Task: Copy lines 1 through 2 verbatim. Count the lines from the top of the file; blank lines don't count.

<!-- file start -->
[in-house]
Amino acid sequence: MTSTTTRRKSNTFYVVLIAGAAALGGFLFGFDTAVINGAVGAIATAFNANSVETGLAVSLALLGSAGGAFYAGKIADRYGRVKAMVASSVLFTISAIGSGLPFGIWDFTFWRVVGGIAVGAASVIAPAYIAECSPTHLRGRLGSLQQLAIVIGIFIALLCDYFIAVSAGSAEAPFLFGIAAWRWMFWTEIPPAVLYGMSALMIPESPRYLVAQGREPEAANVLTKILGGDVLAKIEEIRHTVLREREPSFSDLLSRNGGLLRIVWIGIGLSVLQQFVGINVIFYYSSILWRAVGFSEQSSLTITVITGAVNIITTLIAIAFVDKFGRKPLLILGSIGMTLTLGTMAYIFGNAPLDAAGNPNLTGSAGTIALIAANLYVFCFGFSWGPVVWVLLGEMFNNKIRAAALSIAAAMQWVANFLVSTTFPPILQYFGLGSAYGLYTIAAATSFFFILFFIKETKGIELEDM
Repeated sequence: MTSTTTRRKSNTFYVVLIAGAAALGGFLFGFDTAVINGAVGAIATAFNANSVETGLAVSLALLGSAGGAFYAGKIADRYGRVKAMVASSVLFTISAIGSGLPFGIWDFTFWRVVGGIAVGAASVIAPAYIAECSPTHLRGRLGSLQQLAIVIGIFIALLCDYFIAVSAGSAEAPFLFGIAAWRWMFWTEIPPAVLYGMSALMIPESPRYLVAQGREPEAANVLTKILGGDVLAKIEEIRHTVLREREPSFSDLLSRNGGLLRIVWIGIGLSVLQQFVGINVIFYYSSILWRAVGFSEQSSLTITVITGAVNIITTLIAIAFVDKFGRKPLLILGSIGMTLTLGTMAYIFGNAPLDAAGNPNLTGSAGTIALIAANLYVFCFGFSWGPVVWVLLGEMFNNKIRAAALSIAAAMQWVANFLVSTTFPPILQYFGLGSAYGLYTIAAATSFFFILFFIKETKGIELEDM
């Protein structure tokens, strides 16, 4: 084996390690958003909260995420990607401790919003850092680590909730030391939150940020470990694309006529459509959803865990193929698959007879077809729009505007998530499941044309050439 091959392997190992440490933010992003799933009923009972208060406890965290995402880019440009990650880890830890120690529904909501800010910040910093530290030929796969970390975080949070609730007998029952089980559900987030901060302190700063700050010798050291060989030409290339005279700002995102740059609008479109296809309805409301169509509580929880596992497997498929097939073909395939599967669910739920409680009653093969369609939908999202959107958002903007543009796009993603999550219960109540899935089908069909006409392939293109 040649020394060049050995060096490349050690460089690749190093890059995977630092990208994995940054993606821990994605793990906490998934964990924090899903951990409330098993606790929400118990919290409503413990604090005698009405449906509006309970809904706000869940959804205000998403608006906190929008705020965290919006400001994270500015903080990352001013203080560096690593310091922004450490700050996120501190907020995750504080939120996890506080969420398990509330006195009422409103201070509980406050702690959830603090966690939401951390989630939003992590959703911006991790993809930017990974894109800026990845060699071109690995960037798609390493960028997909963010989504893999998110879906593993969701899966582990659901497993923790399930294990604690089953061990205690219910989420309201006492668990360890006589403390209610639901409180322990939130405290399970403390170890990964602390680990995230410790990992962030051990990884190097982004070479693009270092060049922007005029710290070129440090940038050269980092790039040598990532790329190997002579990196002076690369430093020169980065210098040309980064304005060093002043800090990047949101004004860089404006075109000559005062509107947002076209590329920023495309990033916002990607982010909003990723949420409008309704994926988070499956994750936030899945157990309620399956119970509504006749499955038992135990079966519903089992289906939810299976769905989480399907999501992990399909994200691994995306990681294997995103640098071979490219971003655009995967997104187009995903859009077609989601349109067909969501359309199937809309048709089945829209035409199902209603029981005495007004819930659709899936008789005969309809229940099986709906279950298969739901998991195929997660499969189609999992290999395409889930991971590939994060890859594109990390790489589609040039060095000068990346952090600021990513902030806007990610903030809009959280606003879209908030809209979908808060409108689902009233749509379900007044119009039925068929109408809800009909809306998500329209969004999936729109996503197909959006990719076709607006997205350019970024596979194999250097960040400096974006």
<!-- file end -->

[in-house]
Amino acid sequence: MTSTTTRRKSNTFYVVLIAGAAALGGFLFGFDTAVINGAVGAIATAFNANSVETGLAVSLALLGSAGGAFYAGKIADRYGRVKAMVASSVLFTISAIGSGLPFGIWDFTFWRVVGGIAVGAASVIAPAYIAECSPTHLRGRLGSLQQLAIVIGIFIALLCDYFIAVSAGSAEAPFLFGIAAWRWMFWTEIPPAVLYGMSALMIPESPRYLVAQGREPEAANVLTKILGGDVLAKIEEIRHTVLREREPSFSDLLSRNGGLLRIVWIGIGLSVLQQFVGINVIFYYSSILWRAVGFSEQSSLTITVITGAVNIITTLIAIAFVDKFGRKPLLILGSIGMTLTLGTMAYIFGNAPLDAAGNPNLTGSAGTIALIAANLYVFCFGFSWGPVVWVLLGEMFNNKIRAAALSIAAAMQWVANFLVSTTFPPILQYFGLGSAYGLYTIAAATSFFFILFFIKETKGIELEDM